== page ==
From: Tom Forsyth <tomf@mu...>  20020213 19:08:05

In both OpenGL and D3D, I would simply use the card's own tetxure management. The card's driver knows far more about the hardware than you do, what is fast and what is not, and it will usually beat you quite easily. Plus, it's by far the simplest and easiest option. Even in D3D on really old cards that don't have driverbased management, the D3D layer will do management for you, and it's pretty good. It also generally knows more about the hardware than you do. Tom Forsyth  purely hypothetical Muckyfoot bloke. This email is the product of your deranged imagination, and does not in any way imply existence of the author. > Original Message > From: Odin Jensen [mailto:odin@...] > Sent: 13 February 2002 18:24 > To: 'Algorithms' > Subject: RE: [Algorithms] Good 'ole texture managent. Still a valid > option? pros/cons wanted > > > Ok. So, the old style of creating texture pages of say, 256x256 until > running out of memory, and then uploading smaller rects from > sysmem when > the need arises is slow? I thought it would be faster uploading a > smaller rect to a texture. (This is the good old style) > It also seems to cool, that you can have a fixed amount of > video memory > in use, and it's scalable if people have more video memory. > > Packing smaller textures into larger, is always a good call but it > requires some knowledge of the scene. You have to group textures for > surfaces close to each other. A bit more difficult, but could lead to > some good speed improvements. > > I just have to let go of the "my engine should be general and able to > handle all cases" thought I guess :) > > Odin 
From: Gribb, Gil <ggribb@ra...>  20020213 19:08:02

Interesting. > I think the distinction isn't really between floats and fixed > point numbers > per se, but between working with tolerances and working with exact > arithmetic. > > While it is possible to work exactly with floats, it arguably > comes rather > natural to instead work inexactly, adding epsilons as you go. With > fixedpoint > or integerbased approaches the opposite arguably true: it is > easier to > make > sure your arithmetic is exact and that you're not losing any > bits at any > time. But you are losing bits with fixed point. Does someone have a nontrivial collision example that uses fixed point complete with proof of the guarantees? > If you're using exact arithmetic you can be certain that, > say, a polyline > representing the movement of your object will as a collision > detection test > against your polygonal world _guarantee_ that the object can > never fall out > of the world. If you're working with tolerances, you have no > such guarantee > unless you've very carefully chosen your epsilons with respect to your > domain. You don't have to choose them that carefully. Domain = first person shooter, epsilon on the order of a quarter inch. Gil > > This is why I find fixedpoint is advantageous over floats in some > situations, > i.e. it better facilitates implementing exact arithmetic. But > you're of > course > entitled to disagree. > > > > Christer Ericson > Sony Computer Entertainment, Santa Monica > > > > _______________________________________________ > GDAlgorithmslist mailing list > GDAlgorithmslist@... > https://lists.sourceforge.net/lists/listinfo/gdalgorithmslist > Archives: > http://sourceforge.net/mailarchive/forum.php?forum_id=6188 >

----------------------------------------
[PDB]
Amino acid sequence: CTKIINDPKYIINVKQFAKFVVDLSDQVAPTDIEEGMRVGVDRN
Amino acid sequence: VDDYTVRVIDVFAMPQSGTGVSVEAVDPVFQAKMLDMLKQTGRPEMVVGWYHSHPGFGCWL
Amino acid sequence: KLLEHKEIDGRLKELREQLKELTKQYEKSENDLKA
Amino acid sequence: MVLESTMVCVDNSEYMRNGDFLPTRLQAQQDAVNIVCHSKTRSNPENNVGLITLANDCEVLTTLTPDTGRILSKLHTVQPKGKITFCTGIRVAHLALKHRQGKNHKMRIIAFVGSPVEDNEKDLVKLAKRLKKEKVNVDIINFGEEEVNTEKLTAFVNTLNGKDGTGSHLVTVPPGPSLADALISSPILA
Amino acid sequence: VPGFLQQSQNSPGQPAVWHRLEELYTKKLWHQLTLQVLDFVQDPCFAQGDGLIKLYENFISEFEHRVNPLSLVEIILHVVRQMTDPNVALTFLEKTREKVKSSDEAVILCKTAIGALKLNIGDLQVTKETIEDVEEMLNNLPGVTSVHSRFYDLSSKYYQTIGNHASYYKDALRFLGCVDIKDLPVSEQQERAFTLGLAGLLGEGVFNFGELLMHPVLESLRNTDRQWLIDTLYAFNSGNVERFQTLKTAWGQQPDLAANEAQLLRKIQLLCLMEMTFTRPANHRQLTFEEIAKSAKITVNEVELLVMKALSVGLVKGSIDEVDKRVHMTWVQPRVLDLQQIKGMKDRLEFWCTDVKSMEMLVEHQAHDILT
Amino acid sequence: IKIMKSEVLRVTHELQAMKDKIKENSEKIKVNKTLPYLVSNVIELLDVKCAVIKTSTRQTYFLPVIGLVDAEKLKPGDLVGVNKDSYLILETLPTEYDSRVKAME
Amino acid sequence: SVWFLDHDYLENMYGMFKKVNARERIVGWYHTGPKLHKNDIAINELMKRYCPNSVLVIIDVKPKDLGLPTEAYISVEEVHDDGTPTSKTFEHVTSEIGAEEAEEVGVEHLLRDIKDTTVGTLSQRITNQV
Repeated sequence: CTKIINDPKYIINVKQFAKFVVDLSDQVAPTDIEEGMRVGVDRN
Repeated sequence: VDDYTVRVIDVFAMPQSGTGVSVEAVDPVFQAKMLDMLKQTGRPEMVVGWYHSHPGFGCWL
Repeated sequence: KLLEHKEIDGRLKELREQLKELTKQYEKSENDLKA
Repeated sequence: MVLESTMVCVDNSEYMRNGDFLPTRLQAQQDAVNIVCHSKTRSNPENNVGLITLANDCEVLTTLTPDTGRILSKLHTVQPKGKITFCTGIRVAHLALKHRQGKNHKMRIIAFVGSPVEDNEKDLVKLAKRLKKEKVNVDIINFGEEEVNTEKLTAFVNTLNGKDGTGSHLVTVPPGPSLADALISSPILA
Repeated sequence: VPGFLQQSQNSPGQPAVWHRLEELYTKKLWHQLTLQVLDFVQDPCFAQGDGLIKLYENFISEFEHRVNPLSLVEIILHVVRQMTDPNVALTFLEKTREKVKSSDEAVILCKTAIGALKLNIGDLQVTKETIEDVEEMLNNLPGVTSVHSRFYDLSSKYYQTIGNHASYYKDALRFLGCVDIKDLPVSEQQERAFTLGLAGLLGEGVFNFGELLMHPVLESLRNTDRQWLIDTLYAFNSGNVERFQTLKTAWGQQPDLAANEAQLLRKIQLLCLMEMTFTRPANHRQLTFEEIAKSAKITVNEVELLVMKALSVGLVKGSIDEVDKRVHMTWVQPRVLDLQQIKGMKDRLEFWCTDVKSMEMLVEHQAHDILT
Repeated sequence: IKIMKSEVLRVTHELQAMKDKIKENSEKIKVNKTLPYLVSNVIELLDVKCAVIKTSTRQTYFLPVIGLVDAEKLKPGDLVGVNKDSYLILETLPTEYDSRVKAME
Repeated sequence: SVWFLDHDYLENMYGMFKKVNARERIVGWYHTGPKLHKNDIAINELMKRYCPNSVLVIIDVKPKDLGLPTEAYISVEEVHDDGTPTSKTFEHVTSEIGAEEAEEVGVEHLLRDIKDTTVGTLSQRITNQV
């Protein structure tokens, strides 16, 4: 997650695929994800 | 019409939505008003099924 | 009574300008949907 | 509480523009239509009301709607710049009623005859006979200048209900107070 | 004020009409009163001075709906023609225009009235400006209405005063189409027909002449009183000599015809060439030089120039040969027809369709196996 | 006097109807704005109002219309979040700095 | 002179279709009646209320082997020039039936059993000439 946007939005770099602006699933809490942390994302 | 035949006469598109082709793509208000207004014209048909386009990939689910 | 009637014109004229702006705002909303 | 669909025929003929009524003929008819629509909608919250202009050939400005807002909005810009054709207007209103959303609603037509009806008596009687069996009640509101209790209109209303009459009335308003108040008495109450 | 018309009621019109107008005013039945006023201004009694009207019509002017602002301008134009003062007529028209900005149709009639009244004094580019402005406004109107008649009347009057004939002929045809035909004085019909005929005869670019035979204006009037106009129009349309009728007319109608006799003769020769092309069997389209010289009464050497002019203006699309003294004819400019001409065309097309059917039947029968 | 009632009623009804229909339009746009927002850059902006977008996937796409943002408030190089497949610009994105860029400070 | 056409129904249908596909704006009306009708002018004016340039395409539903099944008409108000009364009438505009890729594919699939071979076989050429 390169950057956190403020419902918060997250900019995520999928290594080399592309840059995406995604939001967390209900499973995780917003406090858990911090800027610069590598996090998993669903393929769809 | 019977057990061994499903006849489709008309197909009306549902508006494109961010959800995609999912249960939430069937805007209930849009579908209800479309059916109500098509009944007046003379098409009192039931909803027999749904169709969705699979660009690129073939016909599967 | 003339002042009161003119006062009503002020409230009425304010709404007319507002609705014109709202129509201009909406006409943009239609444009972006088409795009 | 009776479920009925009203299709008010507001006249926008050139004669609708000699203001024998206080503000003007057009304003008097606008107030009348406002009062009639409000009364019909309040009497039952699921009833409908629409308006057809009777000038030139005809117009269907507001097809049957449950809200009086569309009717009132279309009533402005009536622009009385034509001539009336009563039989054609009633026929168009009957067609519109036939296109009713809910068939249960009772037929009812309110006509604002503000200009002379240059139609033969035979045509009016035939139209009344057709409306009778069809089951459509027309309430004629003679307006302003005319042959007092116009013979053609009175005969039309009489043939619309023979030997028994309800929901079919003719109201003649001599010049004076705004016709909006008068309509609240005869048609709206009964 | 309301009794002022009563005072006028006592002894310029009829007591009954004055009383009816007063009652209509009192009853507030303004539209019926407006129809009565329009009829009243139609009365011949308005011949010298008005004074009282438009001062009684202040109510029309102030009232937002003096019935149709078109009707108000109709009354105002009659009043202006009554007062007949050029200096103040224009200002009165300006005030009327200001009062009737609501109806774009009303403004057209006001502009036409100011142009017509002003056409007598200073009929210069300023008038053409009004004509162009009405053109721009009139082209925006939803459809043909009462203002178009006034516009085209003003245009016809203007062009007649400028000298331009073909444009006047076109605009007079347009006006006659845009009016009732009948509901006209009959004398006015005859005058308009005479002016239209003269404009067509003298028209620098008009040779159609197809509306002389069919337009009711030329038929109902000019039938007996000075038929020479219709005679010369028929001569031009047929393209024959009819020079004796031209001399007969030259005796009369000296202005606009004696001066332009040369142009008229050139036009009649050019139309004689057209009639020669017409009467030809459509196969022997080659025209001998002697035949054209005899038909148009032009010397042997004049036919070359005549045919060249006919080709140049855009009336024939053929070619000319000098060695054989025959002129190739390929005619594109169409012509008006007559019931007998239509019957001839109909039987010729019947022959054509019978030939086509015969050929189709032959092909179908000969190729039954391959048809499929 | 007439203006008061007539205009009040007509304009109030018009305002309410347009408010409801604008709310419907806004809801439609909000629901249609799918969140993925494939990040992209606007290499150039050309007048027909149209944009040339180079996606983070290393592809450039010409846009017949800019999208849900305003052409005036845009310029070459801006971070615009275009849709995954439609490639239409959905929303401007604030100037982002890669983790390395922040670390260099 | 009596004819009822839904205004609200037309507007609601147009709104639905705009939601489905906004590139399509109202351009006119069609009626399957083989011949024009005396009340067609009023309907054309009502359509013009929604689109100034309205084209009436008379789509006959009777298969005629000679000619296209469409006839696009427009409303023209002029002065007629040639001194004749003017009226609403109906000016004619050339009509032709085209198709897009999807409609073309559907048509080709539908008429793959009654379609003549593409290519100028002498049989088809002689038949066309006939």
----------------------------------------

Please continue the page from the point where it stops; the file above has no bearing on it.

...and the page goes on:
From: Bretton Wade <brettonw@mi...>  20020213 19:03:41

Duncan posted his code for solving the quadratic equation. This looks like he is trying to solve the form of the equation (b + Sqrt (b^2  4ac))/2a, in other words the classic form. This method is well known for having numerical precision problems when a and/or c are small. I refer you to the section on solving Quadratic and Cubic equations in Numerical Recipes for the proper way to work around this difficulty. http://libwww.lanl.gov/numerical/bookcpdf/c56.pdf  Bretton Wade (aka Noz Moe King) in Bellevue, WA 
From: <christer_ericson@pl...>  20020213 18:56:33

Gil Gribb wrote: >If an algorithm is unstable floats, it is probably unstable with fixed point >or doubles too, but just harder to reproduce the bugs. With a little care >floats are sufficient for all game collision needs*. > >So, I think by talking about fixedpoint, the real issues are being missed. I think the distinction isn't really between floats and fixed point numbers per se, but between working with tolerances and working with exact arithmetic. While it is possible to work exactly with floats, it arguably comes rather natural to instead work inexactly, adding epsilons as you go. With fixedpoint or integerbased approaches the opposite arguably true: it is easier to make sure your arithmetic is exact and that you're not losing any bits at any time. If you're using exact arithmetic you can be certain that, say, a polyline representing the movement of your object will as a collision detection test against your polygonal world _guarantee_ that the object can never fall out of the world. If you're working with tolerances, you have no such guarantee unless you've very carefully chosen your epsilons with respect to your domain. This is why I find fixedpoint is advantageous over floats in some situations, i.e. it better facilitates implementing exact arithmetic. But you're of course entitled to disagree. Christer Ericson Sony Computer Entertainment, Santa Monica